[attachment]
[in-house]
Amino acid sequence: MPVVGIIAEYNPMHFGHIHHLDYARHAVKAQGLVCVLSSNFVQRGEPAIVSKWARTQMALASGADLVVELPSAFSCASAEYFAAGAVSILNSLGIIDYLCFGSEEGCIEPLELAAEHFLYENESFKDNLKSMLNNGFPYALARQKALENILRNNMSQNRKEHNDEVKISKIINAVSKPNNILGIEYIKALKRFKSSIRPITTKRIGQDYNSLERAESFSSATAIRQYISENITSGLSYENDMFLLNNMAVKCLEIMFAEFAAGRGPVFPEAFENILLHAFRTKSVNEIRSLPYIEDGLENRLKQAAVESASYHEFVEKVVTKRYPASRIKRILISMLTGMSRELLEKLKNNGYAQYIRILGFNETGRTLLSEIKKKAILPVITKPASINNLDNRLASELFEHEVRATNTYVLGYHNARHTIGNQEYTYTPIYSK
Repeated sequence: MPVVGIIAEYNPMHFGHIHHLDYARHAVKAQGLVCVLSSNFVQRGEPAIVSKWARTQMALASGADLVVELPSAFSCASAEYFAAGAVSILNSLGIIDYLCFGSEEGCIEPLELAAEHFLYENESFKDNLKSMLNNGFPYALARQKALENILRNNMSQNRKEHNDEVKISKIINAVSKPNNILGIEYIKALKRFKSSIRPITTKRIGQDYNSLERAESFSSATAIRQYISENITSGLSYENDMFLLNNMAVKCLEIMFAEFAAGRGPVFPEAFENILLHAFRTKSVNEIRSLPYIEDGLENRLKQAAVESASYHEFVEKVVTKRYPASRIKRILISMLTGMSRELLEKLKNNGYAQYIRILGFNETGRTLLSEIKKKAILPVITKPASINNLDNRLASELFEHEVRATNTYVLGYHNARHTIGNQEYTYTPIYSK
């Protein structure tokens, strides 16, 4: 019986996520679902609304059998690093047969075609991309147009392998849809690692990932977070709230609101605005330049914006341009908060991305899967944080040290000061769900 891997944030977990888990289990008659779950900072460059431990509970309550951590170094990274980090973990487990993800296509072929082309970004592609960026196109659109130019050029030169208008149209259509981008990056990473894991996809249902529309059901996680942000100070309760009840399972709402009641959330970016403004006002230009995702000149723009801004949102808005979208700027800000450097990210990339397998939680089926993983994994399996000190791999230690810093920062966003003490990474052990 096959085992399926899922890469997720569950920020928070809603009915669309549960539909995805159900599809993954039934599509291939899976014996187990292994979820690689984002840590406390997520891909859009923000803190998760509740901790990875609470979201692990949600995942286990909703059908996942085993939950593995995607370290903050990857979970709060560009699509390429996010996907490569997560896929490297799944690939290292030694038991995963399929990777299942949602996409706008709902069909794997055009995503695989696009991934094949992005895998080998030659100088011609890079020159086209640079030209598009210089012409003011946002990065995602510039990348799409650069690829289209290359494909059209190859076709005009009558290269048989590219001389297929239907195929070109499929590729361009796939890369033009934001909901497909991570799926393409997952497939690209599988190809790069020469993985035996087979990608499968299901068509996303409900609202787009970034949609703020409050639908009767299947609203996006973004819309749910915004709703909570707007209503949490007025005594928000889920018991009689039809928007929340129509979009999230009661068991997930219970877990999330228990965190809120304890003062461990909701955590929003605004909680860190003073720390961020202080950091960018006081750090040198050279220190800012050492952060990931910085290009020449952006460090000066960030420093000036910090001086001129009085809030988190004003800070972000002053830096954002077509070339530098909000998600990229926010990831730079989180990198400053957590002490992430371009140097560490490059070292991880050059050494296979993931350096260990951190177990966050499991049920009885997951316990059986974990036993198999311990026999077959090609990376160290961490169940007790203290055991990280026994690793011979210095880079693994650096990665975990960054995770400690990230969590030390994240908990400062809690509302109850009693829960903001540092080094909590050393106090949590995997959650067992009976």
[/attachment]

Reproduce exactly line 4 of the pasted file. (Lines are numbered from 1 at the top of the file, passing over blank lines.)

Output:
């Protein structure tokens, strides 16, 4: 019986996520679902609304059998690093047969075609991309147009392998849809690692990932977070709230609101605005330049914006341009908060991305899967944080040290000061769900 891997944030977990888990289990008659779950900072460059431990509970309550951590170094990274980090973990487990993800296509072929082309970004592609960026196109659109130019050029030169208008149209259509981008990056990473894991996809249902529309059901996680942000100070309760009840399972709402009641959330970016403004006002230009995702000149723009801004949102808005979208700027800000450097990210990339397998939680089926993983994994399996000190791999230690810093920062966003003490990474052990 096959085992399926899922890469997720569950920020928070809603009915669309549960539909995805159900599809993954039934599509291939899976014996187990292994979820690689984002840590406390997520891909859009923000803190998760509740901790990875609470979201692990949600995942286990909703059908996942085993939950593995995607370290903050990857979970709060560009699509390429996010996907490569997560896929490297799944690939290292030694038991995963399929990777299942949602996409706008709902069909794997055009995503695989696009991934094949992005895998080998030659100088011609890079020159086209640079030209598009210089012409003011946002990065995602510039990348799409650069690829289209290359494909059209190859076709005009009558290269048989590219001389297929239907195929070109499929590729361009796939890369033009934001909901497909991570799926393409997952497939690209599988190809790069020469993985035996087979990608499968299901068509996303409900609202787009970034949609703020409050639908009767299947609203996006973004819309749910915004709703909570707007209503949490007025005594928000889920018991009689039809928007929340129509979009999230009661068991997930219970877990999330228990965190809120304890003062461990909701955590929003605004909680860190003073720390961020202080950091960018006081750090040198050279220190800012050492952060990931910085290009020449952006460090000066960030420093000036910090001086001129009085809030988190004003800070972000002053830096954002077509070339530098909000998600990229926010990831730079989180990198400053957590002490992430371009140097560490490059070292991880050059050494296979993931350096260990951190177990966050499991049920009885997951316990059986974990036993198999311990026999077959090609990376160290961490169940007790203290055991990280026994690793011979210095880079693994650096990665975990960054995770400690990230969590030390994240908990400062809690509302109850009693829960903001540092080094909590050393106090949590995997959650067992009976």